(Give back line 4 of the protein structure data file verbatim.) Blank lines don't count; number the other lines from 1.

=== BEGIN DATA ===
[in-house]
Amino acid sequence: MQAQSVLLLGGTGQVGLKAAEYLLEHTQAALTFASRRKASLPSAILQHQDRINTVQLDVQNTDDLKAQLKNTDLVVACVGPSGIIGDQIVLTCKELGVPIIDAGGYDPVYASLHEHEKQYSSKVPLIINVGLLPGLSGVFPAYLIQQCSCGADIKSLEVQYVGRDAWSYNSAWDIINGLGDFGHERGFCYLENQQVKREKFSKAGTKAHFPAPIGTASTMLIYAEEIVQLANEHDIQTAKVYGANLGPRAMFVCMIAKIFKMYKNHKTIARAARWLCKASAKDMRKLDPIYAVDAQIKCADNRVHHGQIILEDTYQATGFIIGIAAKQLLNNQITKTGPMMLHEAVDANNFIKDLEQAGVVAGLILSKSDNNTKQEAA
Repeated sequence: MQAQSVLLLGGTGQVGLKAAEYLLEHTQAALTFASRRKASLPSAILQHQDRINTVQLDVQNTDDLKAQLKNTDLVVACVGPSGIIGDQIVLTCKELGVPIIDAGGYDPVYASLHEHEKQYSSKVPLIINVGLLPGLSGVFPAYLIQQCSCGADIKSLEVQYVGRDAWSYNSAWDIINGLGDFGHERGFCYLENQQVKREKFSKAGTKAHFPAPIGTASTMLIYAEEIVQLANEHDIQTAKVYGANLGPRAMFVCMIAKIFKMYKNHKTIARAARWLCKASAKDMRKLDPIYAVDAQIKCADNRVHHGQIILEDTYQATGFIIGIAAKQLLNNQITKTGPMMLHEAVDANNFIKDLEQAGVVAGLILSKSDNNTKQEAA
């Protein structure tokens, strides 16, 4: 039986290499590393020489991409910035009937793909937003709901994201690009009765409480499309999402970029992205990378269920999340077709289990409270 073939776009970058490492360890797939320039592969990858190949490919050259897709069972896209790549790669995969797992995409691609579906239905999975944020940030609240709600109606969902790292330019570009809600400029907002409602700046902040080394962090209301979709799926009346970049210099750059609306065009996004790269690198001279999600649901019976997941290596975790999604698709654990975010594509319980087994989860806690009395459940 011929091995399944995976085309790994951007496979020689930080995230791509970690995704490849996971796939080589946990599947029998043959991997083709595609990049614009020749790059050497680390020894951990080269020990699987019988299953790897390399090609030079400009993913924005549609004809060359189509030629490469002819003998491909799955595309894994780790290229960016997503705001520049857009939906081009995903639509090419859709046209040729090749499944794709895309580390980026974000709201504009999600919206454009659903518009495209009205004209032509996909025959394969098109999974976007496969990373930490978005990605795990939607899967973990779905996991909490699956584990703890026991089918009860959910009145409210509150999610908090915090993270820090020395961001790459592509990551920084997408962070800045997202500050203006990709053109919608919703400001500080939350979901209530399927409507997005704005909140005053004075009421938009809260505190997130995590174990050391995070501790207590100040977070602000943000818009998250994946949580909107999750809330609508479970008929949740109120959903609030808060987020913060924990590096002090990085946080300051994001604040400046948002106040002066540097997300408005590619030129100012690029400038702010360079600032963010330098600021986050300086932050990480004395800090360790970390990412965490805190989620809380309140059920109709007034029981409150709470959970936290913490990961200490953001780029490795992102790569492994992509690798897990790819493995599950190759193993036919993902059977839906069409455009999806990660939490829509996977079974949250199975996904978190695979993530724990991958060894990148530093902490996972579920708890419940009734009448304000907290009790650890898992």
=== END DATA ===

């Protein structure tokens, strides 16, 4: 039986290499590393020489991409910035009937793909937003709901994201690009009765409480499309999402970029992205990378269920999340077709289990409270 073939776009970058490492360890797939320039592969990858190949490919050259897709069972896209790549790669995969797992995409691609579906239905999975944020940030609240709600109606969902790292330019570009809600400029907002409602700046902040080394962090209301979709799926009346970049210099750059609306065009996004790269690198001279999600649901019976997941290596975790999604698709654990975010594509319980087994989860806690009395459940 011929091995399944995976085309790994951007496979020689930080995230791509970690995704490849996971796939080589946990599947029998043959991997083709595609990049614009020749790059050497680390020894951990080269020990699987019988299953790897390399090609030079400009993913924005549609004809060359189509030629490469002819003998491909799955595309894994780790290229960016997503705001520049857009939906081009995903639509090419859709046209040729090749499944794709895309580390980026974000709201504009999600919206454009659903518009495209009205004209032509996909025959394969098109999974976007496969990373930490978005990605795990939607899967973990779905996991909490699956584990703890026991089918009860959910009145409210509150999610908090915090993270820090020395961001790459592509990551920084997408962070800045997202500050203006990709053109919608919703400001500080939350979901209530399927409507997005704005909140005053004075009421938009809260505190997130995590174990050391995070501790207590100040977070602000943000818009998250994946949580909107999750809330609508479970008929949740109120959903609030808060987020913060924990590096002090990085946080300051994001604040400046948002106040002066540097997300408005590619030129100012690029400038702010360079600032963010330098600021986050300086932050990480004395800090360790970390990412965490805190989620809380309140059920109709007034029981409150709470959970936290913490990961200490953001780029490795992102790569492994992509690798897990790819493995599950190759193993036919993902059977839906069409455009999806990660939490829509996977079974949250199975996904978190695979993530724990991958060894990148530093902490996972579920708890419940009734009448304000907290009790650890898992």